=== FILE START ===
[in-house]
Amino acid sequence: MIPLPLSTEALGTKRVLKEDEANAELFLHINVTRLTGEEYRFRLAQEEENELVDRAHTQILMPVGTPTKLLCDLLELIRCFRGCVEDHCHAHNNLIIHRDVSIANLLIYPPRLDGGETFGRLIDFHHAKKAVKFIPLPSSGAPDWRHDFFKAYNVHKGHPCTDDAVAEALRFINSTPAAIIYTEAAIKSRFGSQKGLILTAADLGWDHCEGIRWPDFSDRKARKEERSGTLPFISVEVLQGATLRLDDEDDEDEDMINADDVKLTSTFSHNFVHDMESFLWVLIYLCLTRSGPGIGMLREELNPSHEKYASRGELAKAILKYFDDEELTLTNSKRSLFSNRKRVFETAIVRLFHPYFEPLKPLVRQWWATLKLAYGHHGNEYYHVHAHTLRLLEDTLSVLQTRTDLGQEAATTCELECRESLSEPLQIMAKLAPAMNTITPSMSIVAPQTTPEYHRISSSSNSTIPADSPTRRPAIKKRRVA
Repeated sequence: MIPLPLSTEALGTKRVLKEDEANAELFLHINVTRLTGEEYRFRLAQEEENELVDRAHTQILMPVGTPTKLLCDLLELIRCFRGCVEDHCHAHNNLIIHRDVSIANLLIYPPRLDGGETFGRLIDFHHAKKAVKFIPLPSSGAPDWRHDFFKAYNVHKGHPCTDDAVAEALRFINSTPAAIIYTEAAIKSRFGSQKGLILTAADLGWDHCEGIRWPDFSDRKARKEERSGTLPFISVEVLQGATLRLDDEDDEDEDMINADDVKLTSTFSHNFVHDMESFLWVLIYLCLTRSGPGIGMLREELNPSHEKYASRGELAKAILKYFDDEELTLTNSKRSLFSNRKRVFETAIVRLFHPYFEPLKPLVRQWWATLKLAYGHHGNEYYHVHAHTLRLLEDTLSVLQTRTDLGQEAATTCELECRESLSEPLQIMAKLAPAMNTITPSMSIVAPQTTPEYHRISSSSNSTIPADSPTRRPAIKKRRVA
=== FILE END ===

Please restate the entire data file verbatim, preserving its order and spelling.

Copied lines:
[in-house]
Amino acid sequence: MIPLPLSTEALGTKRVLKEDEANAELFLHINVTRLTGEEYRFRLAQEEENELVDRAHTQILMPVGTPTKLLCDLLELIRCFRGCVEDHCHAHNNLIIHRDVSIANLLIYPPRLDGGETFGRLIDFHHAKKAVKFIPLPSSGAPDWRHDFFKAYNVHKGHPCTDDAVAEALRFINSTPAAIIYTEAAIKSRFGSQKGLILTAADLGWDHCEGIRWPDFSDRKARKEERSGTLPFISVEVLQGATLRLDDEDDEDEDMINADDVKLTSTFSHNFVHDMESFLWVLIYLCLTRSGPGIGMLREELNPSHEKYASRGELAKAILKYFDDEELTLTNSKRSLFSNRKRVFETAIVRLFHPYFEPLKPLVRQWWATLKLAYGHHGNEYYHVHAHTLRLLEDTLSVLQTRTDLGQEAATTCELECRESLSEPLQIMAKLAPAMNTITPSMSIVAPQTTPEYHRISSSSNSTIPADSPTRRPAIKKRRVA
Repeated sequence: MIPLPLSTEALGTKRVLKEDEANAELFLHINVTRLTGEEYRFRLAQEEENELVDRAHTQILMPVGTPTKLLCDLLELIRCFRGCVEDHCHAHNNLIIHRDVSIANLLIYPPRLDGGETFGRLIDFHHAKKAVKFIPLPSSGAPDWRHDFFKAYNVHKGHPCTDDAVAEALRFINSTPAAIIYTEAAIKSRFGSQKGLILTAADLGWDHCEGIRWPDFSDRKARKEERSGTLPFISVEVLQGATLRLDDEDDEDEDMINADDVKLTSTFSHNFVHDMESFLWVLIYLCLTRSGPGIGMLREELNPSHEKYASRGELAKAILKYFDDEELTLTNSKRSLFSNRKRVFETAIVRLFHPYFEPLKPLVRQWWATLKLAYGHHGNEYYHVHAHTLRLLEDTLSVLQTRTDLGQEAATTCELECRESLSEPLQIMAKLAPAMNTITPSMSIVAPQTTPEYHRISSSSNSTIPADSPTRRPAIKKRRVA